Royal Doulton Sung Ware Bowl, ca. 1930
Appraised Value: $3,000 - $5,000 (2008)
$3,000 - $5,000 (2012)
IMAGE: 1 of 3
We contacted appraiser Stuart Slavid for an updated appraisal in today's market.
• Current Appraised Value: $3,000 - $5,000 (Unchanged)
Appraisal Video: (2:14)
Decorative Arts, Pottery & Porcelain, Silver
Vice President & Director, Fine Ceramics & Director, American Furniture and Decorative Arts
GUEST: My neighbor gave it to me as a gift, and I knew nothing about it and she didn't either really. It came from a family member of hers down in Florida. She got it about 40 years ago and passed it along to me. She thought maybe it was Japanese.
APPRAISER: Well, it's beautifully enamel-decorated, and as we look through the piece, you have sort of a little bit of the flambé colors rubbed in with the various enamel colors. But what makes it really important is who made it and who decorated it. And let's take a look at the marks on the back side.
APPRAISER: It's marked with a Royal Doulton mark. The Royal Doulton Manufacturer in England.
GUEST: I've heard the name, yes.
APPRAISER: Long history of... of line of potters, and they did some amazingly good work.
APPRAISER: Now, this is also signed in two other places. It's signed right here "Sung." Sung is a ware that was made in China in a much earlier period than this, but that's where the influence came from. And they call this particular style Sung ware. And it was done from a period of about 1920 to 1940.
GUEST: Oh, okay.
APPRAISER: Also signed is this word over here, "N-O-K-E." And the gentleman's name was Charles Noke, and he was the chief designer for Doulton and had started working in Doulton from about 1899 and worked at Doulton till he passed away in 1941, and he established a number of the premier wares that were produced at Doulton from 1900 to about 1940. You see that wonderful, unusual glaze on the back side as well.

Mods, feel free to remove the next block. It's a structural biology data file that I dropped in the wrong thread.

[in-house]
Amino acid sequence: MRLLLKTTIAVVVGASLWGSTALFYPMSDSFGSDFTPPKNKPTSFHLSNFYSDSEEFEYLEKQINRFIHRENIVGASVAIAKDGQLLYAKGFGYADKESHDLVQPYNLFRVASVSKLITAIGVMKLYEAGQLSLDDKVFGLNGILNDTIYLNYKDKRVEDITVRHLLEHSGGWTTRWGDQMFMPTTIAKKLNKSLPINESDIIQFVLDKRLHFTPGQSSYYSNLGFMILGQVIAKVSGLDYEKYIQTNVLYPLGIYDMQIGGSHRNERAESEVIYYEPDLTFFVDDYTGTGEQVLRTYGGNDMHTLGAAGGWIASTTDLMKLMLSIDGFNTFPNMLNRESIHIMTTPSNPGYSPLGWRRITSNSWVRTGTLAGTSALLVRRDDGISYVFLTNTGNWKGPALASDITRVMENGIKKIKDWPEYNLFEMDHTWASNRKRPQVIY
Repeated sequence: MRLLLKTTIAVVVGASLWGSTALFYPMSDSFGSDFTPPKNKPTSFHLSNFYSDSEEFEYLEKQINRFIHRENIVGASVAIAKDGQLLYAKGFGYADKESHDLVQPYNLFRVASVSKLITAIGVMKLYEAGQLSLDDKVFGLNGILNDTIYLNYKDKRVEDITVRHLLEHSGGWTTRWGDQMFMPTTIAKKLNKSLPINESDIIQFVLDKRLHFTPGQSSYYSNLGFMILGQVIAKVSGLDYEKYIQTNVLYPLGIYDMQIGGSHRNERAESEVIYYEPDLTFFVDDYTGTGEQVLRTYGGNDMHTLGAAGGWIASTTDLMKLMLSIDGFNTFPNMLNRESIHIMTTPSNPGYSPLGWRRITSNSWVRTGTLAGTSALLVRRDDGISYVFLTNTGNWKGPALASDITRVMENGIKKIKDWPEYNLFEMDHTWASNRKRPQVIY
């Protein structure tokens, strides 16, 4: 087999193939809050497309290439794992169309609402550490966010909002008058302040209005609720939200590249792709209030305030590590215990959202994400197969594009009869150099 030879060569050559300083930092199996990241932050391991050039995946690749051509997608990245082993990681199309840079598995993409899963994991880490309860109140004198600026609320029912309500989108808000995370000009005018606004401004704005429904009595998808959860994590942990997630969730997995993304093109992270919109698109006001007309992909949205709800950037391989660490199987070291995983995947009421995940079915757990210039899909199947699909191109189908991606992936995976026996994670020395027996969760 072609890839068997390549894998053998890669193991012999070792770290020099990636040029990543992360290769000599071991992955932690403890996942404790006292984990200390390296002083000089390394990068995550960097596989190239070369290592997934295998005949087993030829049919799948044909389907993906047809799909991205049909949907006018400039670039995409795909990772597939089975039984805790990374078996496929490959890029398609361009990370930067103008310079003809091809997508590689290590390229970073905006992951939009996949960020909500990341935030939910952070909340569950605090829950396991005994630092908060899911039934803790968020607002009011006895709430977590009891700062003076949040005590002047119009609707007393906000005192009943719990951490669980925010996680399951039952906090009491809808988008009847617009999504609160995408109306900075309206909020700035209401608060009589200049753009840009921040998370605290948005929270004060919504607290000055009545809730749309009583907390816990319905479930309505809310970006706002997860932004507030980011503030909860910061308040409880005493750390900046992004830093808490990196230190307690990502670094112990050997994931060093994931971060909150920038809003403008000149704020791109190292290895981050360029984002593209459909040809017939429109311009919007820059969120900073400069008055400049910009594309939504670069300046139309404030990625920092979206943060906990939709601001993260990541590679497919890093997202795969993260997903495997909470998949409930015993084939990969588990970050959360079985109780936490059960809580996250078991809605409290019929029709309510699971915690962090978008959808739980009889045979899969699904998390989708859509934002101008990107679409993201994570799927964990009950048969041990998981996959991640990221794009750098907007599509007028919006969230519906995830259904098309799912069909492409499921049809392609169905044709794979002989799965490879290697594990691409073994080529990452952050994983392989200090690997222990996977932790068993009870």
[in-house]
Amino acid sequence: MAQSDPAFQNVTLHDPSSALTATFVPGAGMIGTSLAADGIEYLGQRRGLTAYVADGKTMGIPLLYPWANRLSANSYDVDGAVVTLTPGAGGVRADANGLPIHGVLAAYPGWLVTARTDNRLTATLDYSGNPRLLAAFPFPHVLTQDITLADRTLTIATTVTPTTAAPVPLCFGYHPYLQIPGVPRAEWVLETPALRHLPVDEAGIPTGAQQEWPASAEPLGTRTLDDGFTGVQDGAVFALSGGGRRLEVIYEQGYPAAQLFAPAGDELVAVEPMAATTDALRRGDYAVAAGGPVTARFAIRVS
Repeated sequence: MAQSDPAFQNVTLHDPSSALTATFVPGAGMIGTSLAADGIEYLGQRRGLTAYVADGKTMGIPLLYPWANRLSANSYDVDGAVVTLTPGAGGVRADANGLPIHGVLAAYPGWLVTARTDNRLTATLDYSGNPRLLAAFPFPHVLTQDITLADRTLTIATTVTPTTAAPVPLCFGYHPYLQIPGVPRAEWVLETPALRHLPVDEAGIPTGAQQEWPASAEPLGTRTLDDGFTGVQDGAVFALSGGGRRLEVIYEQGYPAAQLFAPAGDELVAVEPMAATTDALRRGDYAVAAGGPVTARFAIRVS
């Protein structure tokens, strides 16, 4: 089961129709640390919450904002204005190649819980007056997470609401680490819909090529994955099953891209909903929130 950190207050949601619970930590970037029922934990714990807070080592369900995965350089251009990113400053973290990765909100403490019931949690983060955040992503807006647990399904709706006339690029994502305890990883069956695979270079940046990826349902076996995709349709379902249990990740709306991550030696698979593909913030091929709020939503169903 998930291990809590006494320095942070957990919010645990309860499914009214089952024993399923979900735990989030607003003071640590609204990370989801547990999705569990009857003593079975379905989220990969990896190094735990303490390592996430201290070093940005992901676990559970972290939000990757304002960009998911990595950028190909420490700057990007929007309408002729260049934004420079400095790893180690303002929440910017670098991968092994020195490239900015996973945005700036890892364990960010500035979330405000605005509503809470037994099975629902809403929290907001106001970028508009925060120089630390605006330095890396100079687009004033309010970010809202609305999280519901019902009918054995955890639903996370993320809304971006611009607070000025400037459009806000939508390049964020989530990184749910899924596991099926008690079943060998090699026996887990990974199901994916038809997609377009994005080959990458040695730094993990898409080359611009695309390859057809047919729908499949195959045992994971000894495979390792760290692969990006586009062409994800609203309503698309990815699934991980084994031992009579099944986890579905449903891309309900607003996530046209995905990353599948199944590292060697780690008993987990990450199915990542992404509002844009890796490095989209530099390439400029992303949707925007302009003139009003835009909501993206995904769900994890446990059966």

GUEST: That's what I like right here-- lots of greens and blues.
APPRAISER: And that's a technique that he pretty well perfected there, and even in the base here, you'll see that flambé -- just that red color that shows through here. So the combination of these marks would definitely place this properly between 1920 and 1940. Now, the condition of it is just fabulous. It really, really is a wonderful example of the ware. This type of Doulton is very collectible today. And at auction, I would expect it to sell in the range of $3,000 to $5,000.
GUEST: Oh, my. Oh, gosh. Oh, well, I'll have to tell my friend. She may want it back.
APPRAISER: Thank you for bringing it.
GUEST: Oh, well, thank you so much.
APPRAISER: You're welcome.
GUEST: That's exciting.
This website is produced for PBS Online by WGBH Boston. ©1997-2013 WGBH Educational Foundation.
ANTIQUES ROADSHOW is a trademark of the BBC and is produced for PBS by WGBH under license from BBC Worldwide.
WGBH and PBS are not responsible for the content of websites linked to or from ANTIQUES ROADSHOW Online.
PBS is a 501(c)(3) not-for-profit organization.